Topeka High History


Opened on September 17, 1931, Topeka High features six areas with stained glass, four fireplaces & classroom stages, and is the only public high school in the world with an 18 note working Deagan Chime system. Topeka High School was placed on the National Register of Historic Places on June 9, 2005, thus confirming it as a true treasure and part of Topeka’s heritage.
The THS Library, 1931
Many consider the Chester Woodward Library to be the most beautiful room in Topeka. Featuring a two-story main reading room, intricate details and a unique atmosphere, this room has been used for meetings and seminars throughout the years.
THS Auditorium, 1931
The Hoehner Auditorium has been known for its grandeur since 1931. The Gothic style theatre seats 1,875, is illumined by ten massive chandeliers, and features a vaulted tiled ceiling. It has been used by the Topeka community for a variety of events and serves as an inspiration to Trojan Thespians.
THS Gymnasium, 1931
Keeping with Topeka High’s athletic heritage, this gymnasium has hosted great sporting events. Whether used for practicing or winning championships, the Nicklin Court, named for long time basketball coach, Willie Nicklin, provides a wonderful area for viewing and participating in the traditions of this school.
THS Original Flagpole, 1931
Topeka High’s Constitution Plaza showcases its unique flagpole on the east campus – the third spar from the 1797 frigate U.S.S Constitution (“Old Ironsides”). The landscape includes six lower flagpoles flying the five service flags and a MIA/POW flag, a brick path, and the newest feature of the ship’s bell from the light cruiser U.S.S. Topeka.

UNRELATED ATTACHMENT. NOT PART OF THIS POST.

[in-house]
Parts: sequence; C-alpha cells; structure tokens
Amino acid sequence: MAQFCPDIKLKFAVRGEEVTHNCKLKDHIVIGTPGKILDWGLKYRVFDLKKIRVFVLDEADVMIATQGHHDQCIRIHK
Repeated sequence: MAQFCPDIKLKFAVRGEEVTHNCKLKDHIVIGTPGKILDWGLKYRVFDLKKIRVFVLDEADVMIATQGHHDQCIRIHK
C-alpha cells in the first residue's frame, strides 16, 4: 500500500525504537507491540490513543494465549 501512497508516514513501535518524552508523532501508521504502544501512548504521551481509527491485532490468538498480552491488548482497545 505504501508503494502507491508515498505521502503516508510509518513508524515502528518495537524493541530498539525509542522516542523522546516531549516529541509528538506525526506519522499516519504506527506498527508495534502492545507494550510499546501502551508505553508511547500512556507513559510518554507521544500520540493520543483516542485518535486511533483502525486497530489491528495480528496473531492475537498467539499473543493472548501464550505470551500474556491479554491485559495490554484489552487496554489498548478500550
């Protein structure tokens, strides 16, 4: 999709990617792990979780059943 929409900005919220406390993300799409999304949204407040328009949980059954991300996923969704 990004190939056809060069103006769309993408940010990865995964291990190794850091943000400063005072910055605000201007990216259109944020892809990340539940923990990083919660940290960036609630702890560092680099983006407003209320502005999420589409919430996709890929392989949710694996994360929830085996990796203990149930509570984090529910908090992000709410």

THS Art Gallery
The Topeka Art Guild, in conjunction with Topeka High, financed the large and small Art Galleries; the Guild also occupied an office here until the late 1970s. During that time the school opened this unique high school art gallery to the public on Sunday afternoons. Many prominent artists – among them sculptors Robert Merrill Gage (’11) and James Bass (’51); painters David Overmyer, Aaron Douglas (’17), Mary Huntoon (’16) and Walter Hatke (’67); and designer Bradbury Thompson (’29) have graduated from Topeka High.
Portraits of TROY is a 272 page photo essay of the construction and architecture of a Topeka landmark. Containing 342 images, 104 of the images were taken before 1940, Portraits of TROY is a visual journey through the school’s architectural history.
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